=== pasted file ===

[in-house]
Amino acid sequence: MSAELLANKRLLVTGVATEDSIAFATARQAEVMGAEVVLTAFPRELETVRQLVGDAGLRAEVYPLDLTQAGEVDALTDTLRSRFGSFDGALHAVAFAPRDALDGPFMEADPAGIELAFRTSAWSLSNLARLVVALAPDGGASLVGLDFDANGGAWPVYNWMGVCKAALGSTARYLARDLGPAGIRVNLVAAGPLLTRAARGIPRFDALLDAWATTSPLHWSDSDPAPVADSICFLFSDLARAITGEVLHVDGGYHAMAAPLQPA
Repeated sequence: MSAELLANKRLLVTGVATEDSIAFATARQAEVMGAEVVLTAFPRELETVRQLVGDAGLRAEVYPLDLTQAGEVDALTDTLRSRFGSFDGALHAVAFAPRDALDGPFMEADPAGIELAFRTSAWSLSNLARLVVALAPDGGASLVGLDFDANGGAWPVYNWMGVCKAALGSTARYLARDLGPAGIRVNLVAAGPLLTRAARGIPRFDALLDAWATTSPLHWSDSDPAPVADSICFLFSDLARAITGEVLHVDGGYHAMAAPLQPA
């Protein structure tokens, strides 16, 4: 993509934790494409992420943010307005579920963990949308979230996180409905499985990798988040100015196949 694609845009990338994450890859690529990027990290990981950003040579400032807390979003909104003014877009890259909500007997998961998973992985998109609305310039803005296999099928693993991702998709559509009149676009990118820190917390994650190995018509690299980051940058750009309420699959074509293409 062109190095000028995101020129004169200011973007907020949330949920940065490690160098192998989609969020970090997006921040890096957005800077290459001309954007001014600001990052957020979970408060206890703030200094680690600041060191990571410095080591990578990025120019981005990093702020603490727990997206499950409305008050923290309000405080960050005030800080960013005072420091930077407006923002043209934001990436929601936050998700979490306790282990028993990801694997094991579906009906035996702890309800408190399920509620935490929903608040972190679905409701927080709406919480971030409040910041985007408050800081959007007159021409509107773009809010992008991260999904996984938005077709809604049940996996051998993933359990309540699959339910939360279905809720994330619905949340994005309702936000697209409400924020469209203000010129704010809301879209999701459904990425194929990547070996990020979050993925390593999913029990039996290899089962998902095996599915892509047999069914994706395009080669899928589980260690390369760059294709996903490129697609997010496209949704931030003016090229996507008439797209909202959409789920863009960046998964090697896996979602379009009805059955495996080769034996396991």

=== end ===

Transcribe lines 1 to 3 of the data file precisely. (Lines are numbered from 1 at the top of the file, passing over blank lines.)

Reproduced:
[in-house]
Amino acid sequence: MSAELLANKRLLVTGVATEDSIAFATARQAEVMGAEVVLTAFPRELETVRQLVGDAGLRAEVYPLDLTQAGEVDALTDTLRSRFGSFDGALHAVAFAPRDALDGPFMEADPAGIELAFRTSAWSLSNLARLVVALAPDGGASLVGLDFDANGGAWPVYNWMGVCKAALGSTARYLARDLGPAGIRVNLVAAGPLLTRAARGIPRFDALLDAWATTSPLHWSDSDPAPVADSICFLFSDLARAITGEVLHVDGGYHAMAAPLQPA
Repeated sequence: MSAELLANKRLLVTGVATEDSIAFATARQAEVMGAEVVLTAFPRELETVRQLVGDAGLRAEVYPLDLTQAGEVDALTDTLRSRFGSFDGALHAVAFAPRDALDGPFMEADPAGIELAFRTSAWSLSNLARLVVALAPDGGASLVGLDFDANGGAWPVYNWMGVCKAALGSTARYLARDLGPAGIRVNLVAAGPLLTRAARGIPRFDALLDAWATTSPLHWSDSDPAPVADSICFLFSDLARAITGEVLHVDGGYHAMAAPLQPA